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UMS Concert Program, January 31, 1946: Sixty-seventh Annual Choral Union Concert Series -- Chicago Symphony Orchestra

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Season: 1945-1946
Concert: Eighth
Complete Series: 2920
Hill Auditorium, Ann Arbor, Michigan

Eighth Concert 1945-1946 Complete Series 2920
Sixty-Seventh Annual
Choral Union Concert Series
Thursday Evening, January 31, 1946, at 8:30 Hill Auditorium, Ann Arbor, Michigan
Concerto Grosso, No. 10, in D minor......Handel
Ouverture Allegro
Air--lento, allegro moderato Allegro con fuoco
Suite from "Pelleas et Melisande," Op. 80.....Faure
Quasi adagio
Melisande at the Spinning Wheel
Death of Me"lisande
Tone Poem, "Thus Spake Zarathustra," Op. 30 . . . . Strauss
Symphony in D minor..........Franck
Lento, allegro non troppo Allegretto Allegro non troppo
Note.--The Chicago Symphony Orchestra appeared in the Choral Union Series seven times under the direction of Theodore Thomas; in thirty-one annual May Festivals; and in two Choral Union concerts--November 30, 1941, under Frederick Stock, conductor, and March 19, 1945, under Desire1 Defauw, conductor.
The Stemway piano, furnished through the courtesy of Grinnell Brothers, is the official concert instrument of the University Musical Society
Concerto Grosso for String Orchestra, No. 10, D Minor
...........George Frederic Handel
Born February 25, 168S, at Halle; died April 14, 1759, at London.
The set of twelve concertos for strings was written by Handel in 1739, the period in which he produced the "Ode to Saint Cecilia" and "L'Allegro ed II Penseroso." So rapidly did he set down the notes of these works that only one day was required for the composition of each. The tenth concerto for strings, in D minor, was completed October 30, 1739, but it and its companions were not published until April, 1740, when they were brought out by John Walsh.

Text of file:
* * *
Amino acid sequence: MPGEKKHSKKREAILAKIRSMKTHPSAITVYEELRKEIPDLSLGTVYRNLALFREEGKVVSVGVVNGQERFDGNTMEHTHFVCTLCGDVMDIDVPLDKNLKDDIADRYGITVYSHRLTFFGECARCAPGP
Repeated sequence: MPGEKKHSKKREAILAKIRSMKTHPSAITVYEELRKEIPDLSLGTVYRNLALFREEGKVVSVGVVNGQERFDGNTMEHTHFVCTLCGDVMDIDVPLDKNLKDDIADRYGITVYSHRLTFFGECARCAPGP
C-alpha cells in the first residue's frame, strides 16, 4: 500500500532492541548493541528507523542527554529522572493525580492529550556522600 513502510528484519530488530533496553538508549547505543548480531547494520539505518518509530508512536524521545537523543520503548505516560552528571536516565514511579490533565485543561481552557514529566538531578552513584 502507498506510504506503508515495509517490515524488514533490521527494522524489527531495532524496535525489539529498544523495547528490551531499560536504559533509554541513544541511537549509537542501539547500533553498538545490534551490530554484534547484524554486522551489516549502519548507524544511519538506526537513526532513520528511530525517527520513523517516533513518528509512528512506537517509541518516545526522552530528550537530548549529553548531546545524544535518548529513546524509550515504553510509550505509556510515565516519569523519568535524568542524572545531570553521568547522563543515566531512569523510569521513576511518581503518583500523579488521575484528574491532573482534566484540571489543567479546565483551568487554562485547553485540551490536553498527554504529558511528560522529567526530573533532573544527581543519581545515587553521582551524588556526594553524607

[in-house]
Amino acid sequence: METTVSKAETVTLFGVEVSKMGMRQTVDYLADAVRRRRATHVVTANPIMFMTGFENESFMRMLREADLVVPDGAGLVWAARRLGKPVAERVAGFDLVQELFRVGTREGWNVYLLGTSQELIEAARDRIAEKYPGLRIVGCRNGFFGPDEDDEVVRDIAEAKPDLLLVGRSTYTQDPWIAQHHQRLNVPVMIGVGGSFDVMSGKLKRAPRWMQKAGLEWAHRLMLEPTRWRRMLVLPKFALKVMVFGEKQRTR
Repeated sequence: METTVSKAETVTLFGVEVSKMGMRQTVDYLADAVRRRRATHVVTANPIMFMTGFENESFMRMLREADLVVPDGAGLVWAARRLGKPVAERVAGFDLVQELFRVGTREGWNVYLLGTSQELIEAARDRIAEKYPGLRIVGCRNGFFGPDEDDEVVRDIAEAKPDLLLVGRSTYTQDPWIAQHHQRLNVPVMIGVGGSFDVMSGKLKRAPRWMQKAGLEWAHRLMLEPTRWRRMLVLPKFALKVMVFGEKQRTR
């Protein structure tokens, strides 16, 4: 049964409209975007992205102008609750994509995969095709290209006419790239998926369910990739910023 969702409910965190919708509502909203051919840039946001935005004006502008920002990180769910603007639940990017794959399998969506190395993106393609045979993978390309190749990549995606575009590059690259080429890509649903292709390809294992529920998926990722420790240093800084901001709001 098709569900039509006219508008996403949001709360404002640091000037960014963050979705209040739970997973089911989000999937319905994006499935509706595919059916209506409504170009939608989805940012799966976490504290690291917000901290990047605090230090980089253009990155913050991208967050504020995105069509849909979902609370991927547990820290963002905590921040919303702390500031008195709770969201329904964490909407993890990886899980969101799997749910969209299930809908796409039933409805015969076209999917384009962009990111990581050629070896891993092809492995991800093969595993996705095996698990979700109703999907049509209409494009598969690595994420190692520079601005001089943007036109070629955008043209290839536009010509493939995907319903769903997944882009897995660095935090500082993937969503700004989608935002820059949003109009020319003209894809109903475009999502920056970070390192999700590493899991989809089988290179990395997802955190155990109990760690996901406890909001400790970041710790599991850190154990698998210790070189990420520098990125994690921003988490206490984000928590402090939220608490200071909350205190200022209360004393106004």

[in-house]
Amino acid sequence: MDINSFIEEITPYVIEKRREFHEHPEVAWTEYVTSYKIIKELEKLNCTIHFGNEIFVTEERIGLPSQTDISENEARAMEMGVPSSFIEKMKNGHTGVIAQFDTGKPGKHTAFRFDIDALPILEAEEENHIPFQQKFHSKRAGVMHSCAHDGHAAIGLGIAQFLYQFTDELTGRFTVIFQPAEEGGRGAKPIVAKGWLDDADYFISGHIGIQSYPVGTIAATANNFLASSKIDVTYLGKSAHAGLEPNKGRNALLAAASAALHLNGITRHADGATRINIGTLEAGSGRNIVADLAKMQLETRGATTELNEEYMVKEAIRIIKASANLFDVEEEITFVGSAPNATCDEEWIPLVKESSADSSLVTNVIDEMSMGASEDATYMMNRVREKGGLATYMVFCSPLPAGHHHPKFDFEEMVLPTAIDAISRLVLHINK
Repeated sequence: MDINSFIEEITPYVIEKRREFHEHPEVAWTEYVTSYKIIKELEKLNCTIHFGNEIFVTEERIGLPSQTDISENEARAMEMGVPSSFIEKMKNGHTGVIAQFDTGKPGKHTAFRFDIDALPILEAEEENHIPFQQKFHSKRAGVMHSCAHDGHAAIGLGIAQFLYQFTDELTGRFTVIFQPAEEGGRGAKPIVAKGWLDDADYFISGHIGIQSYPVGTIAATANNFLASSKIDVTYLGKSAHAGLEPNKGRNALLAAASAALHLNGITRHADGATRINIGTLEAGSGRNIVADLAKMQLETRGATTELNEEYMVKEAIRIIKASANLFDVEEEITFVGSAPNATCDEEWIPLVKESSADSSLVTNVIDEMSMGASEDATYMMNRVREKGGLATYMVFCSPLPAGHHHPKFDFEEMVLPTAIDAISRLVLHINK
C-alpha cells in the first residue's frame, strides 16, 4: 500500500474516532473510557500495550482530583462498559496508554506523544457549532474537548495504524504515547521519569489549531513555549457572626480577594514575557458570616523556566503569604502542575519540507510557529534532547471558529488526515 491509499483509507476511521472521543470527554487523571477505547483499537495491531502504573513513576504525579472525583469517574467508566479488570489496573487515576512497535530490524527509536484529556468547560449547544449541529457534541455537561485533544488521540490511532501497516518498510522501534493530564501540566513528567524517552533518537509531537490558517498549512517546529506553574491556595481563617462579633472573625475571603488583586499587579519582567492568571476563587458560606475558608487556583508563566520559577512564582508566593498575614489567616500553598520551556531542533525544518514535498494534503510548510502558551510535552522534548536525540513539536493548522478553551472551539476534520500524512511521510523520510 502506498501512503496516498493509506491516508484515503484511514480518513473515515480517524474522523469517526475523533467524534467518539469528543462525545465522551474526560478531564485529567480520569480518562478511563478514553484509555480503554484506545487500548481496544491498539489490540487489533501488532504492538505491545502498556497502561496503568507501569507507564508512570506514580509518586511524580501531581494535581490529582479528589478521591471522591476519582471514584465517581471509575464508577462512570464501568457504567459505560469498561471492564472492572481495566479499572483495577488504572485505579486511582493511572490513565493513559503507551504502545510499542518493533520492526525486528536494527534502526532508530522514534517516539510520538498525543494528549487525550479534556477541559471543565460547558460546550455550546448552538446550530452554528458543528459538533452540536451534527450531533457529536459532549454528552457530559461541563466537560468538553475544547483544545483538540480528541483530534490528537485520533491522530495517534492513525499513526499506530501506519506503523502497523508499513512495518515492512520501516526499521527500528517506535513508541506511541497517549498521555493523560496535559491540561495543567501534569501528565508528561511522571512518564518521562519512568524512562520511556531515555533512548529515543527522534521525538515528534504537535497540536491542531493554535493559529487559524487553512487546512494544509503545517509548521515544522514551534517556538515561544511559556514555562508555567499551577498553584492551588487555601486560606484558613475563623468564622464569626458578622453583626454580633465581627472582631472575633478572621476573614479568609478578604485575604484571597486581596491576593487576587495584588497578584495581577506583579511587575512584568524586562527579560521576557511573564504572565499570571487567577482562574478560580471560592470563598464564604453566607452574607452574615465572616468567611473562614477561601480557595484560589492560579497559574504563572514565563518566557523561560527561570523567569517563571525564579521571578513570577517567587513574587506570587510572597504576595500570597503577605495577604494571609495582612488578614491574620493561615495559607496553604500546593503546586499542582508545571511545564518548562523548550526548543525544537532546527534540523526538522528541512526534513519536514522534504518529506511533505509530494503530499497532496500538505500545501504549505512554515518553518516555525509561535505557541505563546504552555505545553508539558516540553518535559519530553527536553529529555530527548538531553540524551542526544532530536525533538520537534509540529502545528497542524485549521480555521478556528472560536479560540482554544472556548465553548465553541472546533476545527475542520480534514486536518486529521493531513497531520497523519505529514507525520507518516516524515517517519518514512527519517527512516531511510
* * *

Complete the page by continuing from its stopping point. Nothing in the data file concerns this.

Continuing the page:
In regard to the name of the composition by Handel which is interpreted on this occasion, it must be stated that the word "concerto" was not always employed in the day of Bach and Handel in the sense in which it is used by us. It meant then a combination of voices or of instruments, and in that sense it was used by Bach for the opening choruses of his cantatas "Bringet dem Herrn Ehre seines Namens," "Nimm was dein ist und gehe hin" and "Seihe zu, dass deine Gottesfurcht nicht Heuchlei sei." Such works as Handel's concerti grossi were written for a group of solo instruments--generally a first and second violin solo and a solo violoncello--which were knowH as the "concertino," the "concerto grosso," which comprised the main body of instrumentalists, and the "ripieno," which reinforced the general ensemble whenever that was necessary.
The D-minor concerto was arranged for modern performances by Gustav Kogel (1849-1921) and it is that version that is used on this occasion. The work contains the following movements: Ouverture, D minor, 4-4 time, leading into Allegro, D minor, 6-8 time (a fugal movement); Air, Lento, D minor, 3-2 time; Allegro moderato {.allegretto), D major, 4-4 tune (in the original publication this movement came last); and Finale, Allegro con fuoco, D minor, 3-4 time.